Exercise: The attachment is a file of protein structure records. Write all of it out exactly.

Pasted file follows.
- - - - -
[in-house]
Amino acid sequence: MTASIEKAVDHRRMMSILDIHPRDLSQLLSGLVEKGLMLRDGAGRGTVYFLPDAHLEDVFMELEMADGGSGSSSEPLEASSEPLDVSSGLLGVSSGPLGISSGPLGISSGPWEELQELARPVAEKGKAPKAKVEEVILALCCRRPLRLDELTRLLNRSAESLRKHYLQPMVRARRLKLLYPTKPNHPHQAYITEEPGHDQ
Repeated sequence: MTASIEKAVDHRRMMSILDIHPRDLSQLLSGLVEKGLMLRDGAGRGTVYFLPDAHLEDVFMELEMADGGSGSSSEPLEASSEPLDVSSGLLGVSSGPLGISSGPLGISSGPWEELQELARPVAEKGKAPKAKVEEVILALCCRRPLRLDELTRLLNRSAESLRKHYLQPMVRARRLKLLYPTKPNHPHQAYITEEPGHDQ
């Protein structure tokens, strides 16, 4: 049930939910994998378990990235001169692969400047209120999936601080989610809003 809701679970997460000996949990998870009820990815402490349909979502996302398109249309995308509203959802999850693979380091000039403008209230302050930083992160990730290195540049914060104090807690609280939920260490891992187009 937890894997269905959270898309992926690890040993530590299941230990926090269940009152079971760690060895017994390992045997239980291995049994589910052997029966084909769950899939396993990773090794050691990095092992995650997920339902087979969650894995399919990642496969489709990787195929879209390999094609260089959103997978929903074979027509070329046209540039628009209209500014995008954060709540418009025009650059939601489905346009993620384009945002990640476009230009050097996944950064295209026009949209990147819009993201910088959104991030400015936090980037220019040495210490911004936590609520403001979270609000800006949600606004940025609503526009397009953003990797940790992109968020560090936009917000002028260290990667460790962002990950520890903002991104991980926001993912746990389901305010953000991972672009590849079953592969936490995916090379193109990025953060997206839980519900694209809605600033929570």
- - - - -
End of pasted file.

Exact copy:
[in-house]
Amino acid sequence: MTASIEKAVDHRRMMSILDIHPRDLSQLLSGLVEKGLMLRDGAGRGTVYFLPDAHLEDVFMELEMADGGSGSSSEPLEASSEPLDVSSGLLGVSSGPLGISSGPLGISSGPWEELQELARPVAEKGKAPKAKVEEVILALCCRRPLRLDELTRLLNRSAESLRKHYLQPMVRARRLKLLYPTKPNHPHQAYITEEPGHDQ
Repeated sequence: MTASIEKAVDHRRMMSILDIHPRDLSQLLSGLVEKGLMLRDGAGRGTVYFLPDAHLEDVFMELEMADGGSGSSSEPLEASSEPLDVSSGLLGVSSGPLGISSGPLGISSGPWEELQELARPVAEKGKAPKAKVEEVILALCCRRPLRLDELTRLLNRSAESLRKHYLQPMVRARRLKLLYPTKPNHPHQAYITEEPGHDQ
């Protein structure tokens, strides 16, 4: 049930939910994998378990990235001169692969400047209120999936601080989610809003 809701679970997460000996949990998870009820990815402490349909979502996302398109249309995308509203959802999850693979380091000039403008209230302050930083992160990730290195540049914060104090807690609280939920260490891992187009 937890894997269905959270898309992926690890040993530590299941230990926090269940009152079971760690060895017994390992045997239980291995049994589910052997029966084909769950899939396993990773090794050691990095092992995650997920339902087979969650894995399919990642496969489709990787195929879209390999094609260089959103997978929903074979027509070329046209540039628009209209500014995008954060709540418009025009650059939601489905346009993620384009945002990640476009230009050097996944950064295209026009949209990147819009993201910088959104991030400015936090980037220019040495210490911004936590609520403001979270609000800006949600606004940025609503526009397009953003990797940790992109968020560090936009917000002028260290990667460790962002990950520890903002991104991980926001993912746990389901305010953000991972672009590849079953592969936490995916090379193109990025953060997206839980519900694209809605600033929570």